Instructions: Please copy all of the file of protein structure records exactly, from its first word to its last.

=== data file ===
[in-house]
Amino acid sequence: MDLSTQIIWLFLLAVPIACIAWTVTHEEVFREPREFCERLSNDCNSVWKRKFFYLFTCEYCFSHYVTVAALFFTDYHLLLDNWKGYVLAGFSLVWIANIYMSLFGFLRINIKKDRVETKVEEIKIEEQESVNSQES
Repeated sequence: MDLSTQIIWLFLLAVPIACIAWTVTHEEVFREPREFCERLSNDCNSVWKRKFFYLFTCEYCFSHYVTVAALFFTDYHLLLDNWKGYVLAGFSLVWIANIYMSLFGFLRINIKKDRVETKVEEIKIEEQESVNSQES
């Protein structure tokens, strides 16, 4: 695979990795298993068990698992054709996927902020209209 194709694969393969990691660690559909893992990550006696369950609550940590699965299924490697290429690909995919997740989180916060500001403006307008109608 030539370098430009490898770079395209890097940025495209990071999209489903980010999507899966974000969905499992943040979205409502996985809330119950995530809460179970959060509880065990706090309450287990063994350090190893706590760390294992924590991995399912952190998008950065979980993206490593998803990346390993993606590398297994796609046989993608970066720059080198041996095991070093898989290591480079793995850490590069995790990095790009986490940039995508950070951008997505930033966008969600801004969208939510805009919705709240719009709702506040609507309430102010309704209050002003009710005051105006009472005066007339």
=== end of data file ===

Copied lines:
[in-house]
Amino acid sequence: MDLSTQIIWLFLLAVPIACIAWTVTHEEVFREPREFCERLSNDCNSVWKRKFFYLFTCEYCFSHYVTVAALFFTDYHLLLDNWKGYVLAGFSLVWIANIYMSLFGFLRINIKKDRVETKVEEIKIEEQESVNSQES
Repeated sequence: MDLSTQIIWLFLLAVPIACIAWTVTHEEVFREPREFCERLSNDCNSVWKRKFFYLFTCEYCFSHYVTVAALFFTDYHLLLDNWKGYVLAGFSLVWIANIYMSLFGFLRINIKKDRVETKVEEIKIEEQESVNSQES
């Protein structure tokens, strides 16, 4: 695979990795298993068990698992054709996927902020209209 194709694969393969990691660690559909893992990550006696369950609550940590699965299924490697290429690909995919997740989180916060500001403006307008109608 030539370098430009490898770079395209890097940025495209990071999209489903980010999507899966974000969905499992943040979205409502996985809330119950995530809460179970959060509880065990706090309450287990063994350090190893706590760390294992924590991995399912952190998008950065979980993206490593998803990346390993993606590398297994796609046989993608970066720059080198041996095991070093898989290591480079793995850490590069995790990095790009986490940039995508950070951008997505930033966008969600801004969208939510805009919705709240719009709702506040609507309430102010309704209050002003009710005051105006009472005066007339």